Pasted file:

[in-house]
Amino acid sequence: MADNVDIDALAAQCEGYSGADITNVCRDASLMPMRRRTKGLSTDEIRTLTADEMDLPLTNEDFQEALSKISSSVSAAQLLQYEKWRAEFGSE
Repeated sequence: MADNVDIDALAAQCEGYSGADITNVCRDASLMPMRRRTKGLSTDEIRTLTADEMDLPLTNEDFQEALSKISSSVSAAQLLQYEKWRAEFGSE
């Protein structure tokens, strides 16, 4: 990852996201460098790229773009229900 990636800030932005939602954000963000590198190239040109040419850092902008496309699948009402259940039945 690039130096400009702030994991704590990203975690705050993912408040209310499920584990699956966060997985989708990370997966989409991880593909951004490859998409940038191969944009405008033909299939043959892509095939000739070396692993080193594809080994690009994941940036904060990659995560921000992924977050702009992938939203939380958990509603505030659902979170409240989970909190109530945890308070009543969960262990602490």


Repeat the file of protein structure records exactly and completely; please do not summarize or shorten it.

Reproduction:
[in-house]
Amino acid sequence: MADNVDIDALAAQCEGYSGADITNVCRDASLMPMRRRTKGLSTDEIRTLTADEMDLPLTNEDFQEALSKISSSVSAAQLLQYEKWRAEFGSE
Repeated sequence: MADNVDIDALAAQCEGYSGADITNVCRDASLMPMRRRTKGLSTDEIRTLTADEMDLPLTNEDFQEALSKISSSVSAAQLLQYEKWRAEFGSE
């Protein structure tokens, strides 16, 4: 990852996201460098790229773009229900 990636800030932005939602954000963000590198190239040109040419850092902008496309699948009402259940039945 690039130096400009702030994991704590990203975690705050993912408040209310499920584990699956966060997985989708990370997966989409991880593909951004490859998409940038191969944009405008033909299939043959892509095939000739070396692993080193594809080994690009994941940036904060990659995560921000992924977050702009992938939203939380958990509603505030659902979170409240989970909190109530945890308070009543969960262990602490």